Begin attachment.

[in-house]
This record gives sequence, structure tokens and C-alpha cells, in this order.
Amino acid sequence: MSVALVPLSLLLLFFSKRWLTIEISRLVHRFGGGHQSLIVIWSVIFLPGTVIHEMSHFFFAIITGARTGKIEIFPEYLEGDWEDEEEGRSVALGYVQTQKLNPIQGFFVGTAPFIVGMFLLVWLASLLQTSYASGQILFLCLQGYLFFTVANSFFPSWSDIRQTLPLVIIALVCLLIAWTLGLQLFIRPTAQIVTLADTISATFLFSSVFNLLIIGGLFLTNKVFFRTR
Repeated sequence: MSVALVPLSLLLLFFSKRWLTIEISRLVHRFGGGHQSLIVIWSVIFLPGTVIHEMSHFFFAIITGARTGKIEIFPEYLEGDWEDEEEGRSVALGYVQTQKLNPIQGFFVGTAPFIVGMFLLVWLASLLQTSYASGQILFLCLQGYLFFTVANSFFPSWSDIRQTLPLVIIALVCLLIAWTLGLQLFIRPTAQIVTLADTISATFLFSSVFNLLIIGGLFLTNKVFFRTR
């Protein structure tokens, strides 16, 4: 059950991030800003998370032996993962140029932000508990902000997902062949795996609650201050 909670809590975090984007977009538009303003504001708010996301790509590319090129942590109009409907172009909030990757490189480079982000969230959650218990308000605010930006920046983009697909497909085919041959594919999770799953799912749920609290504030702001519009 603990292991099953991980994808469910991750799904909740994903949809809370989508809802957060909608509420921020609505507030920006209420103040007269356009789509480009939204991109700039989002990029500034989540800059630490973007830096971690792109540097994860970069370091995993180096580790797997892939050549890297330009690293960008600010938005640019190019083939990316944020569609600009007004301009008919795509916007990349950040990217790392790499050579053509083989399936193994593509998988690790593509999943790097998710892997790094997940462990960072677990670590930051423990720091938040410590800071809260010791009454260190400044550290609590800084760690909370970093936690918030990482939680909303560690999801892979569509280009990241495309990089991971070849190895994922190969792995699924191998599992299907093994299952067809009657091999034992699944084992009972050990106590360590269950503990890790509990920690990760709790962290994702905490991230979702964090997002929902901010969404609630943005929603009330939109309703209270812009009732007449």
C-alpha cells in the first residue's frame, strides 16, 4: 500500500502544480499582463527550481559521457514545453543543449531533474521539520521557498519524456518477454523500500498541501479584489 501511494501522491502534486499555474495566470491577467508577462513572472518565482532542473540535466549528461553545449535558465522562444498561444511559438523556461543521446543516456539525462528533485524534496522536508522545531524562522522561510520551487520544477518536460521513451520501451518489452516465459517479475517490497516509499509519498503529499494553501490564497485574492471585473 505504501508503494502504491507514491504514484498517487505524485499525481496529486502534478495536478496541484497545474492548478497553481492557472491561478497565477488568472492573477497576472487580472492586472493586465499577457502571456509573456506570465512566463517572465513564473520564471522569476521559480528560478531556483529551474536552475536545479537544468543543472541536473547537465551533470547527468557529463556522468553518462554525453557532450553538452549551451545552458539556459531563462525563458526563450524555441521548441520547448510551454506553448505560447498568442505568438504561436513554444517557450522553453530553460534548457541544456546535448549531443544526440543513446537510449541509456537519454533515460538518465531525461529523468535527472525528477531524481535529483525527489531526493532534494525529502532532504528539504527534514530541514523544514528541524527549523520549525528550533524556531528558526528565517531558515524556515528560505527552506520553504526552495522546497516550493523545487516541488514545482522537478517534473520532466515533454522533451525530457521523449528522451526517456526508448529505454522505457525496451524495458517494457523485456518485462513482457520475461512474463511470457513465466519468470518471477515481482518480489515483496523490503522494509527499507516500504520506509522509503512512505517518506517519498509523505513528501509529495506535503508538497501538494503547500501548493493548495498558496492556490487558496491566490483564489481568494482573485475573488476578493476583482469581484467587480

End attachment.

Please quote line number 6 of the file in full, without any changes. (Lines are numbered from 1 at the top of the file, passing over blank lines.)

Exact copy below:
C-alpha cells in the first residue's frame, strides 16, 4: 500500500502544480499582463527550481559521457514545453543543449531533474521539520521557498519524456518477454523500500498541501479584489 501511494501522491502534486499555474495566470491577467508577462513572472518565482532542473540535466549528461553545449535558465522562444498561444511559438523556461543521446543516456539525462528533485524534496522536508522545531524562522522561510520551487520544477518536460521513451520501451518489452516465459517479475517490497516509499509519498503529499494553501490564497485574492471585473 505504501508503494502504491507514491504514484498517487505524485499525481496529486502534478495536478496541484497545474492548478497553481492557472491561478497565477488568472492573477497576472487580472492586472493586465499577457502571456509573456506570465512566463517572465513564473520564471522569476521559480528560478531556483529551474536552475536545479537544468543543472541536473547537465551533470547527468557529463556522468553518462554525453557532450553538452549551451545552458539556459531563462525563458526563450524555441521548441520547448510551454506553448505560447498568442505568438504561436513554444517557450522553453530553460534548457541544456546535448549531443544526440543513446537510449541509456537519454533515460538518465531525461529523468535527472525528477531524481535529483525527489531526493532534494525529502532532504528539504527534514530541514523544514528541524527549523520549525528550533524556531528558526528565517531558515524556515528560505527552506520553504526552495522546497516550493523545487516541488514545482522537478517534473520532466515533454522533451525530457521523449528522451526517456526508448529505454522505457525496451524495458517494457523485456518485462513482457520475461512474463511470457513465466519468470518471477515481482518480489515483496523490503522494509527499507516500504520506509522509503512512505517518506517519498509523505513528501509529495506535503508538497501538494503547500501548493493548495498558496492556490487558496491566490483564489481568494482573485475573488476578493476583482469581484467587480